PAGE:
Marketing to consumers offers a brilliant challenge: You know you have an amazing product. And if only you could get people to try it, they would love it, you think.
What many marketers don't understand is that the way you furnish a product to consumers is super important for their initial hands-on experience. When done in an innovative and unexpected fashion, it provides context, builds equity and communicates value.
Here are three effective strategies for launching a product and placing it in the hands of potential early adopters:
1. Surprise and delight. People are busy. They have full schedules, plus a range of "screens" continually competing for their attention. If you want to capture a piece of their time, you need to be clever and engaging. For instance, Coca-Cola's Happiness Machine and Honest Tea's Honest Cities campaign stopped consumers in their tracks to sample products and fueled a wave of social-media chatter with videos that went viral.
Uber showed consumers how easy its app was to use by creating a series of campaigns in which people ordered (and had to sign up to do so) something fun to be delivered to the office. Uber's ice cream truck went global and a subsequent campaign, Uber Kitten, delivered kittens to offices in Seattle, San Francisco and New York in honor of National Cat Day, raising funds for the SPCA.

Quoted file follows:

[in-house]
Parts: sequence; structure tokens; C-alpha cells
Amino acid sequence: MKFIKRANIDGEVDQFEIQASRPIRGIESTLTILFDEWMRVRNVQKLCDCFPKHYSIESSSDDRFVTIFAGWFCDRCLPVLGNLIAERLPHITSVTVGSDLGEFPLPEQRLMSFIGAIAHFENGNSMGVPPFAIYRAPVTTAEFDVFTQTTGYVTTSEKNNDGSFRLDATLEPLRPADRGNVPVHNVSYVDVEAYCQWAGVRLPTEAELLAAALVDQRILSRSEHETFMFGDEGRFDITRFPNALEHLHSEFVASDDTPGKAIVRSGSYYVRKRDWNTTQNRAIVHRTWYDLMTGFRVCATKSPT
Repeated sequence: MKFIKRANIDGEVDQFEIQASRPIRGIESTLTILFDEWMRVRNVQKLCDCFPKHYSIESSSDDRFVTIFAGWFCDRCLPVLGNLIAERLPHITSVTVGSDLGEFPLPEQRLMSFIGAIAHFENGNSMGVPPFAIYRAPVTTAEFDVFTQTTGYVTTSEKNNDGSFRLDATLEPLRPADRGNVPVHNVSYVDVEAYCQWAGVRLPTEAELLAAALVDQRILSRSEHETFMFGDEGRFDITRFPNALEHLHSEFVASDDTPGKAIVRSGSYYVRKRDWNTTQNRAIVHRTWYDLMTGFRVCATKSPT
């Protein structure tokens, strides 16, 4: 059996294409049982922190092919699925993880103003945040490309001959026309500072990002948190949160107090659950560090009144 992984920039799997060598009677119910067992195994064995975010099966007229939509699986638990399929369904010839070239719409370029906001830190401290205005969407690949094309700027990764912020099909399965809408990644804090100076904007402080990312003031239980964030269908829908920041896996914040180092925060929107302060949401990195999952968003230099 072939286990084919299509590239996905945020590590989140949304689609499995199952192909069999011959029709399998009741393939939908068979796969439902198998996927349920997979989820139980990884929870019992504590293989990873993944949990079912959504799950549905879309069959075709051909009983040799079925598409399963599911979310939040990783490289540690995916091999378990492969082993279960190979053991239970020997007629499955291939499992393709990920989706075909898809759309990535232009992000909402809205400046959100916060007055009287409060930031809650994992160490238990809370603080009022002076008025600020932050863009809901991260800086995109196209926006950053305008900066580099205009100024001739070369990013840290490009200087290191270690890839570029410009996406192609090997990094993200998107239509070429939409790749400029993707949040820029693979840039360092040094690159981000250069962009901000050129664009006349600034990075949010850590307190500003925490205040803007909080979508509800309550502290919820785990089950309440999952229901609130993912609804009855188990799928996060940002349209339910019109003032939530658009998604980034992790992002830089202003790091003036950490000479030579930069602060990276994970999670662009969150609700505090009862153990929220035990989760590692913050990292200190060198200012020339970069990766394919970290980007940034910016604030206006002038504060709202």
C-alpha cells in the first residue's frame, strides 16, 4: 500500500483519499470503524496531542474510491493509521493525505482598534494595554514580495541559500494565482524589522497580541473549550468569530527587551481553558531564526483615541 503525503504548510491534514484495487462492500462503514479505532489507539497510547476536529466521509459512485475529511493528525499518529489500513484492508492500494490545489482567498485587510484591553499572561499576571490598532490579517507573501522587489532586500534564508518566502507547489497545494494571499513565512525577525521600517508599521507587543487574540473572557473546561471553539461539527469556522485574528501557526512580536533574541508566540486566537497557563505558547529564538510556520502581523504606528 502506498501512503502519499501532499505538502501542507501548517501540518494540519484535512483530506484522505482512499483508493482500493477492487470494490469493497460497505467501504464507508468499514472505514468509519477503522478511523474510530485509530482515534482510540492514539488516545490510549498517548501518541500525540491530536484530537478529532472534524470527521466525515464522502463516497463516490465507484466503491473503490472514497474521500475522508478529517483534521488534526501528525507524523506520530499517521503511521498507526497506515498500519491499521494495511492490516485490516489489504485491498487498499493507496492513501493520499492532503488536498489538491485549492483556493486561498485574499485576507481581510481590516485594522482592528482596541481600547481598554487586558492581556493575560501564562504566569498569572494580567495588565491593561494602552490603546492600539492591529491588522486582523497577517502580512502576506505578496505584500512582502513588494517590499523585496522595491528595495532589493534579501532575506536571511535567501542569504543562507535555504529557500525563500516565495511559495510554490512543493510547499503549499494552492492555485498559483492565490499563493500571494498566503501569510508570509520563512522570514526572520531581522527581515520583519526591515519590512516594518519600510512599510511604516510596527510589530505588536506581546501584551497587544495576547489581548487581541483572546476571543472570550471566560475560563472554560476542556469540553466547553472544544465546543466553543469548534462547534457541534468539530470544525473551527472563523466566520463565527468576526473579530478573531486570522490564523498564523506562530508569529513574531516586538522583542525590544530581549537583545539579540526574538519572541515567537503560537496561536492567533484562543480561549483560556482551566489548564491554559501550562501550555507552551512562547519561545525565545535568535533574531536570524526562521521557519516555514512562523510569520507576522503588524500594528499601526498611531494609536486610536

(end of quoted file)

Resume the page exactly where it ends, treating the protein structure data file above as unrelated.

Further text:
2. Borrow equity. We are known by the company we keep. A company can communicate volumes about a new brand -- or a refreshing of an old one -- simply by associating it with brands that already have equity with the targeted audience. To introduce Lincoln's new MKZ to a target of discerning tastemakers in L.A. (a notoriously jaded market when it comes to cars), we created an exclusive event series structured around the brand's pillars of design, architecture, food, photography and fashion.
We leveraged influencers in each segment to create engaging content and invite their networks, seamlessly integrating the car into the experience. A concierge service offering test drives at homes and offices the following week gave attendees an opportunity to learn more about the car and engage more deeply with the brand -- on their terms.
3. Enlist the friend-to-friend network. According to Nielsen’s Global Trust in Advertising Survey in 2012, 92 percent of respondents in 56 different countries said they trusted word-of-mouth recommendations from friends and family above all other forms of communication. An introduction to a new brand from a trusted friend is incredibly powerful and can significantly compress the time from awareness of a product to its trial and then adoption.
This is also true when a product is related to a sensitive topic, such as family health. To introduce German-based Bionorica’s Sinupret for Kids Syrup in the U.S., one of the key tactics of our multi-pronged campaign was to engage influencer moms in key markets and provide them tools to share their discovery with friends. This resulted in more than 135,000 passionate advocates who further spread the word.